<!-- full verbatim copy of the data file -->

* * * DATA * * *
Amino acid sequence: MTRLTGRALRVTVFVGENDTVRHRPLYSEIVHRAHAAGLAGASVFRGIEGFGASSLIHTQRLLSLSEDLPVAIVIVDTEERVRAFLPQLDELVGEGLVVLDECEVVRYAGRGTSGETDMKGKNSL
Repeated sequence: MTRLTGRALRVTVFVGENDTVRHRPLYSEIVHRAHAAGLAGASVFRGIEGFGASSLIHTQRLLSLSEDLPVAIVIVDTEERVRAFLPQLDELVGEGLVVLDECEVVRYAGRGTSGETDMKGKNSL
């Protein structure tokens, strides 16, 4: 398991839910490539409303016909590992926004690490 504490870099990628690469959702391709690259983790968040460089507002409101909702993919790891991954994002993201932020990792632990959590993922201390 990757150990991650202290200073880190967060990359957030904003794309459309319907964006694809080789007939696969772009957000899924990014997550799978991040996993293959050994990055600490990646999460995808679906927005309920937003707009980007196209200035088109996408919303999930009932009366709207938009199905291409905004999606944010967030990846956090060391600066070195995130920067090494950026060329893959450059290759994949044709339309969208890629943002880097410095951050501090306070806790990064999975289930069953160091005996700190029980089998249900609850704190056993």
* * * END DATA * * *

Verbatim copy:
Amino acid sequence: MTRLTGRALRVTVFVGENDTVRHRPLYSEIVHRAHAAGLAGASVFRGIEGFGASSLIHTQRLLSLSEDLPVAIVIVDTEERVRAFLPQLDELVGEGLVVLDECEVVRYAGRGTSGETDMKGKNSL
Repeated sequence: MTRLTGRALRVTVFVGENDTVRHRPLYSEIVHRAHAAGLAGASVFRGIEGFGASSLIHTQRLLSLSEDLPVAIVIVDTEERVRAFLPQLDELVGEGLVVLDECEVVRYAGRGTSGETDMKGKNSL
């Protein structure tokens, strides 16, 4: 398991839910490539409303016909590992926004690490 504490870099990628690469959702391709690259983790968040460089507002409101909702993919790891991954994002993201932020990792632990959590993922201390 990757150990991650202290200073880190967060990359957030904003794309459309319907964006694809080789007939696969772009957000899924990014997550799978991040996993293959050994990055600490990646999460995808679906927005309920937003707009980007196209200035088109996408919303999930009932009366709207938009199905291409905004999606944010967030990846956090060391600066070195995130920067090494950026060329893959450059290759994949044709339309969208890629943002880097410095951050501090306070806790990064999975289930069953160091005996700190029980089998249900609850704190056993």